As many of you have heard, the sculpture department is in search of a new faculty member since Mark Dixon was under a temporary position. The job is now being opened to three candidates, including Mark himself. Today, I traveled over to Hege Cox to view Marks workshop session with a rather large group of individuals, professors and students. This opportunity was awesome to see in action; the Quaker tradition of including students in the process was highly impressive.
The turn out for the workshop was successful in my opinion and the end result of the inflatable tetrahedron was a collaborative production that drew in several outsiders walking by as well. Basically, Mark instructed the group to work with a 10 foot wide material which stretched across the table. First, he included a paper model which proposed how the final piece would function. In basic terms, the group taped together a tube shape, then the tetrahedron and then connected the two materials together. This process was refreshing to witness because of the interaction between the students and professors, all working together, on a collaborative piece. The fan (any size will inflate the material) is then attached to the tube which connects to the overall finished product.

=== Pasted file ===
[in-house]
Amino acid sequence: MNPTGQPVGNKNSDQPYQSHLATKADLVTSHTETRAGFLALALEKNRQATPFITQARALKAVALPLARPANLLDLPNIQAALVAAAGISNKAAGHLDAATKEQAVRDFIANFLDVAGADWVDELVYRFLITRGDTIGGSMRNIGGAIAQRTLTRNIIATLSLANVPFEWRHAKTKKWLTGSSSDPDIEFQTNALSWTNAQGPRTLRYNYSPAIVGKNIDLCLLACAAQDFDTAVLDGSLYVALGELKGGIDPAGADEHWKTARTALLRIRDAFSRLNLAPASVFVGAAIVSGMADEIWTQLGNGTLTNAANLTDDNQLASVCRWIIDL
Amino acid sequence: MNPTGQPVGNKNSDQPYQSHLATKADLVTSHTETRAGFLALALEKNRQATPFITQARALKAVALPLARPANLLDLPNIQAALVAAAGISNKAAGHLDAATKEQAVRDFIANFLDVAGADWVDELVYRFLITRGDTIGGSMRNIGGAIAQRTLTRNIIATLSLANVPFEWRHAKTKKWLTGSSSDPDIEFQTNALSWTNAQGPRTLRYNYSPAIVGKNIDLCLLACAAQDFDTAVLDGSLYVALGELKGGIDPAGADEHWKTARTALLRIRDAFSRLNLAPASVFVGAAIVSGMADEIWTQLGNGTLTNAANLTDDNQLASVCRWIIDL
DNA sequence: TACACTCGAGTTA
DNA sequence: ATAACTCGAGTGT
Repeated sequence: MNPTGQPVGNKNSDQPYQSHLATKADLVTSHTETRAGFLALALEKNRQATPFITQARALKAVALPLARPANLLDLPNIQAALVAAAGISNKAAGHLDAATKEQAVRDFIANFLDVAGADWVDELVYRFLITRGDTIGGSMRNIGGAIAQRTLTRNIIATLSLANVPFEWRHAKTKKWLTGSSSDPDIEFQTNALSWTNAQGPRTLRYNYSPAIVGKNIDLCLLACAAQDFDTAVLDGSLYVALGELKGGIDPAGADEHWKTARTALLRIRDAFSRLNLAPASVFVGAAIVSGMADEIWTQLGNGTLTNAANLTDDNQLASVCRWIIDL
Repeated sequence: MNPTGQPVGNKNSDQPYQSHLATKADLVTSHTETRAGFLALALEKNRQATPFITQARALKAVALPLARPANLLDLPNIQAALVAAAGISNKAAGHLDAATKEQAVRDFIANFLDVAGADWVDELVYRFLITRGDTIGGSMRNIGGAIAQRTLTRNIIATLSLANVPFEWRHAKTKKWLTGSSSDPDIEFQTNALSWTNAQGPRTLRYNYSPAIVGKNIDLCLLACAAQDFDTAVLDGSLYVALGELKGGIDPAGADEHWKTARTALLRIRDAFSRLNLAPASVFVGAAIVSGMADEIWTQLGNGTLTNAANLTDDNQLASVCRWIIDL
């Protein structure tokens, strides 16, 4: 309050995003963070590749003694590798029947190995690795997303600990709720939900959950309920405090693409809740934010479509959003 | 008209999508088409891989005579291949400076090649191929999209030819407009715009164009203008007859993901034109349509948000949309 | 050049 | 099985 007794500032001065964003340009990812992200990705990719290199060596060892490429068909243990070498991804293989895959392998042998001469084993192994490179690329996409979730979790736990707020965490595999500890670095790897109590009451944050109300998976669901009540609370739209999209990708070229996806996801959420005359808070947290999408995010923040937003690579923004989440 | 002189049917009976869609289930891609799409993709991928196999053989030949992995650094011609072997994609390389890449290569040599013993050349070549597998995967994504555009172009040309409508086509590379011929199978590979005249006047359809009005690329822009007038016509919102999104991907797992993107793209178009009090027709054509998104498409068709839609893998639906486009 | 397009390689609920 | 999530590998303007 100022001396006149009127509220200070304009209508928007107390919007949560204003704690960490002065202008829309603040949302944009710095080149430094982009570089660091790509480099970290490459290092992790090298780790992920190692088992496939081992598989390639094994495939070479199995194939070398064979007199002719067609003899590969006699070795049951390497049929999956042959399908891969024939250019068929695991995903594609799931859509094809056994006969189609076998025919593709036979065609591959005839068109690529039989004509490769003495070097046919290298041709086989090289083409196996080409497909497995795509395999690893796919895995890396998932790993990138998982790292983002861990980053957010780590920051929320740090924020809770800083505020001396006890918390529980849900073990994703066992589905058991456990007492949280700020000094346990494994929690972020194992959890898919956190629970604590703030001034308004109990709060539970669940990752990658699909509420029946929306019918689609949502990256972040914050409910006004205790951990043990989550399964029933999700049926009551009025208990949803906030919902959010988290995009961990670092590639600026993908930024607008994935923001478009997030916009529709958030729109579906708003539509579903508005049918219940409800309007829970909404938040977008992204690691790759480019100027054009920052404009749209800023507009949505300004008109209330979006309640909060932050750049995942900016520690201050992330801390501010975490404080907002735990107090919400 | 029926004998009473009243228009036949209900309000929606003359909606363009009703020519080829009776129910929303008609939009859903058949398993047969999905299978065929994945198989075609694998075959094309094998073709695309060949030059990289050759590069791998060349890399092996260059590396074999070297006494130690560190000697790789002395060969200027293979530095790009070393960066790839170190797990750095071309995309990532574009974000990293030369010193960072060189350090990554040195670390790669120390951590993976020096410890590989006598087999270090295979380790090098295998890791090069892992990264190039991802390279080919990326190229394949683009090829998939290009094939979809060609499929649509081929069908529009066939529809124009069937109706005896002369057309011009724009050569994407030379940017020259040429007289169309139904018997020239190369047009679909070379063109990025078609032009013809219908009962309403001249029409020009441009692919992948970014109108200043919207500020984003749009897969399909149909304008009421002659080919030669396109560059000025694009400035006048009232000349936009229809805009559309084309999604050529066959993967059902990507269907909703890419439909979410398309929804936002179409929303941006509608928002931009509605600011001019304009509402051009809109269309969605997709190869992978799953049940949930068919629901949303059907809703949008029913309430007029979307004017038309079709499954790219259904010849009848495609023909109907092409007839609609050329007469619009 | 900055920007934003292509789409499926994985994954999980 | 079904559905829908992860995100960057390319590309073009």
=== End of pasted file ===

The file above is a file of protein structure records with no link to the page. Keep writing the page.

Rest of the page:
Once everything was taped together and attached, the participants took the material outside, plugged the fan in, taped it down and turned it on. Pretty quickly the inflatable piece started to turn into the desired shape that Mark had introduced to the group in his model.
Unfortunately, I was unable to attend the two other candidates worships and presentations so I cannot compare any of them to Marks. Overall, I think the interactive piece was beneficial for Mark and effective as a community collaboration.